An interview with Joshua Redman for Jazz Australia. On playing in a duo “challenging and inspiring you with even more creative and provocative ideas”
On the eve of his duo tour of the East Coast with Brad Mehldau
JK: You met early in your careers, how long have you known each other?
JR: I first met Brad shortly after I moved to Brooklyn (which was summer of ’91). So we’ve known each other for about 25 years.
JK: Did you play together in a duo in the early days?
JR: Not really. We worked mostly in the quartet setting. For about a year and a half (1993-1994) we toured pretty extensively with Christian McBride (bass) and Brian Blade (drums).
JK: How did the duo come about?
JR: I think the first time we ever played duo was in the Fall or 2008 for the Enjoy Jazz Festival in the Mannheim/Heidelberg region of Germany. I think it was the idea of the festival director, Rainer Kern, to invite us to perform in that configuration. I think it was a pretty good idea.
JK: What is special about the dynamics of playing in a duo?
JR: Duo can be a very intimate and intense format in jazz. You are communicating and interacting and improvising with just one other musician, so you have a tremendous amount of freedom to discover and shape and interpret the music spontaneously together. The music can become incredibly malleable and fluid. As opposed to larger configurations where might be somewhat more confined to playing a particular role, in the duo setting there is so much space within the music for you to roam and explore. But with that freedom comes great responsibility. You have to be aware of and take care of every aspect of the music – melody, harmony, rhythm, texture, form etc etc… Duo, to be really successful and effective, requires deep and attentive listening, and a real empathy and camaraderie between the two musical partners. This is one reason I love playing duo so much with Brad. He has truly phenomenal ears. He hears everything and understands everything and feels everything and has an uncanny instinct for how to react in such a way that affirms and complements everything you play while at the same time challenging and inspiring you with even more creative and provocative ideas.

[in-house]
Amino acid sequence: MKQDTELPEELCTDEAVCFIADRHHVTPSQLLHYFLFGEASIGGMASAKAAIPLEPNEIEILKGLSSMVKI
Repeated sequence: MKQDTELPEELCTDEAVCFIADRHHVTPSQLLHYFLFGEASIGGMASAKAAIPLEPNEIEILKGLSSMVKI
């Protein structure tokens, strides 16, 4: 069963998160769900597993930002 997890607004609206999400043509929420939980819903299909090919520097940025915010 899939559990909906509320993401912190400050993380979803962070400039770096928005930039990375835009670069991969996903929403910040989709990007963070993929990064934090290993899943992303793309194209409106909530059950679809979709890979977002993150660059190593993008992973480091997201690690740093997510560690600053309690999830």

I feel like Brad and I have always had a special connection, which has to do in part with our common musical loves and influences (both in and out of jazz), and also in part because of what you might call shared musical values. We love bebop. We love the blues. We love classic rock as well as some of the alternative stuff closer to our generation. Lyricism is very important to both of us. Also very much so rhythm and groove. We’re looking for emotional profundity in music as well as intellectual stimulation. And I think we both have a really conversational approach to improvisation. We’re highly interactive and supportive listeners, and we like to respond to what we’re hearing in a way that encourages spontaneous musical dialogue. We’re constantly tossing ideas and motifs back and forth. There’s a real elasticity in our approach. A give and take. An ebb and flow. A welcoming. An openness. A togetherness. A oneness (of two).
JK: What other projects are you working on at the moment?
JR: I’ve been so lucky to have recently been playing with so many great musicians in so many diverse and rewarding musical configurations (trio, quartet, with string quartet, guest with big band, collaborative bands like James Farm, Still Dreaming…) But I prefer as much as possible to stay in the musical moment, and right now that moment is right here with Brad.